Defoe defies doubters
GARETH Southgate was on the pitch when Jermain Defoe played his first game for England. His last? Well, that may be some way off after a display that thoroughly vindicated Southgate’s decision to relaunch Defoe’s international career.
The Sunderland man scored the goal that set England on their way to a 33rd straight qualifying game without defeat. It is a record that stretches back to 2009 under Fabio Capello and even that loss – 1-0 in Ukraine – was a dead rubber having already qualified. At home, the record is even better – all the way back to 2000, against Germany.
Defoe hadn’t even embarked on his international career back then. March 31, 2004, was when it all began – Sweden 1 England 0 in Gothenburg. Defoe made his debut as a 12thminute substitute for Darius Vassell, Southgate came on for Jonathan Woodgate at the start of the second half, in what was his final England game.
Some bloke called Zlatan Ibrahimovic scored the only goal of the match. Wonder what happened to him? So it was brave, in many ways, for Southgate to go with Defoe, even if he has been in as good form as any English-born striker this season.
Not since the days of Glenn Hoddle and Tony Adams has an England manager selected an old international teammate, so it says something of Defoe’s longevity or maybe Southgate’s youth – that they were actually playing contemporaries, albeit in only one match.
Pre-match criticism followed an obvious line. So much for the future. What use will an old man be in Russia in 2018? How must Marcus Rashford feel, watching a 34-year-old from the substitutes’ bench?
All irrelevant, of course. Planning for some far off day is only part of the duty of an England manager and Southgate can hardly be accused of ignoring it with Michael Keane in the team and Dele Alli so obviously having usurped Wayne Rooney at No 10.
The job is to win matches. And while Southgate does that – and while his selections jus- tify that faith, as Defoe did – birth certificates are insignificant.
There had been much possession, to little effect, and 21 minutes gone, when Defoe intervened, scoring a goal that was the epitome of the striker’s art. It followed outstanding work by Raheem Sterling on the left, leaving three players behind before cutting the ball back from the by-line.
Defoe’s finish was textbook. He kept the ball down but used a powerful sidefoot for better accuracy, leaving goalkeeper Ernestas Setkus helpless. On the touchline, Southgate punched the air in an emotional show.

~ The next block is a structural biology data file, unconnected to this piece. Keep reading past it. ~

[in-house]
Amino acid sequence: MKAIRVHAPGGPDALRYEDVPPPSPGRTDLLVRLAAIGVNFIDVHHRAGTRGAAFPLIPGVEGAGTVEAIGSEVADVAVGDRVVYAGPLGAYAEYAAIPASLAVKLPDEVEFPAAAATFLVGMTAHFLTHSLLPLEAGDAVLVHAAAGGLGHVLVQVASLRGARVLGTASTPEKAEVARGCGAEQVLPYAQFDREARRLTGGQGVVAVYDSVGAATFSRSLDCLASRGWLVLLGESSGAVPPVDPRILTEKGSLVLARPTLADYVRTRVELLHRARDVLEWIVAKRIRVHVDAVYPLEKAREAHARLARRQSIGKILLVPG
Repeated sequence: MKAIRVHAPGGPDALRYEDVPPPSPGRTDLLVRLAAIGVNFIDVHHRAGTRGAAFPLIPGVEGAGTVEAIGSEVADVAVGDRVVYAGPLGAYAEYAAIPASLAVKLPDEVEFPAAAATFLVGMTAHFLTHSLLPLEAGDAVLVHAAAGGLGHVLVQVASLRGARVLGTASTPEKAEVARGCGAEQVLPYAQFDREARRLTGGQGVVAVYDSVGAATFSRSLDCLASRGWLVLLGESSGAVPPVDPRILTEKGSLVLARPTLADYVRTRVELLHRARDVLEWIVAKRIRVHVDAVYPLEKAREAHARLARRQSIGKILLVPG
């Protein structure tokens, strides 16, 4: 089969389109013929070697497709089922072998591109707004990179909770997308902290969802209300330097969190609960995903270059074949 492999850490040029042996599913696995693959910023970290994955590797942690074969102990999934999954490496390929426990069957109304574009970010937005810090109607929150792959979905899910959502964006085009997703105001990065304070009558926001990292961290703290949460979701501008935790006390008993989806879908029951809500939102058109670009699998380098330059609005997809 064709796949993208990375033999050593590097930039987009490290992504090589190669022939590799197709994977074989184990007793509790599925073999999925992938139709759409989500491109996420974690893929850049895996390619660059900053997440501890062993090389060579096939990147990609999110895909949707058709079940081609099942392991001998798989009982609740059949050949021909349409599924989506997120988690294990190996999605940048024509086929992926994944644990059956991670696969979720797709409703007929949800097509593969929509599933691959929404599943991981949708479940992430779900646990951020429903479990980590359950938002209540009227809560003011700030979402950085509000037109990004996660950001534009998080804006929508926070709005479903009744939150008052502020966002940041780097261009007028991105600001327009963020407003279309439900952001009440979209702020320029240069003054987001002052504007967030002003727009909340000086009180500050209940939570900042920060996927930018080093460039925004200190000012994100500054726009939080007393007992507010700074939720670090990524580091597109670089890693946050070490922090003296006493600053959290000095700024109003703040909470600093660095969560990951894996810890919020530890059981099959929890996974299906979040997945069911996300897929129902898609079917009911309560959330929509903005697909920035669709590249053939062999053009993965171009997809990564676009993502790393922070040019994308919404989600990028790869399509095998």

Job done, Defoe was withdrawn after an hour – the younger, quicker Jamie Vardy coming on to stretch the Lithuanians as they tired. Within six minutes he had scored England’s second: the ball, the game and Lithuania put to bed in one deft move by England.
Kyle Walker played in Adam Lallana who hit a lovely little pass inside to Vardy, losing his man and slipping the ball past goalkeeper Setkus to draw any remaining sting from the game. Not that there was much to begin with.
Indeed, it could be argued that the most significant goal for England yesterday was not even scored at Wembley but across on the other side of Europe, in Baku.
Dimitrij Nazarov, a midfielder for Azerbaijan and Bundesliga 2 club Erzgebirge Aue, put one in against Ger- many. When he did, it made Southgate’s England the only team in Uefa World Cup qualifying not to have conceded a goal.
Lithuania’s best chance only came about because a linesman did not do his job, and for much of the 90 minutes this was little more than a training exercise with benefits. Sharper finishing could have given the win a more dominant air.
Lallana set up a chance for Defoe after 20 minutes that Setkus kept out with a foot, Sterling should have scored at the far post after 48 minutes, while Alex Oxlade- Chamberlain had a shot well saved on 53 and Rashford could have added a third goal with a dribble in the final minute of normal time.
The biggest threat to England was randomly generated. Joe Hart kicked a ball clear, it was headed back towards England’s goal and Nerijus Valskis, offside by a good five yards, was allowed to go for it and challenge Hart for the header, which he won.
As the ball bounced towards England’s empty goal, John Stones was on hand to clear. What a travesty it would have been had that gone in.
Instead, towards the finals in Russia, England go. That’s when the trouble usually begins – and clean sheets are harder to come by. – Daily Mail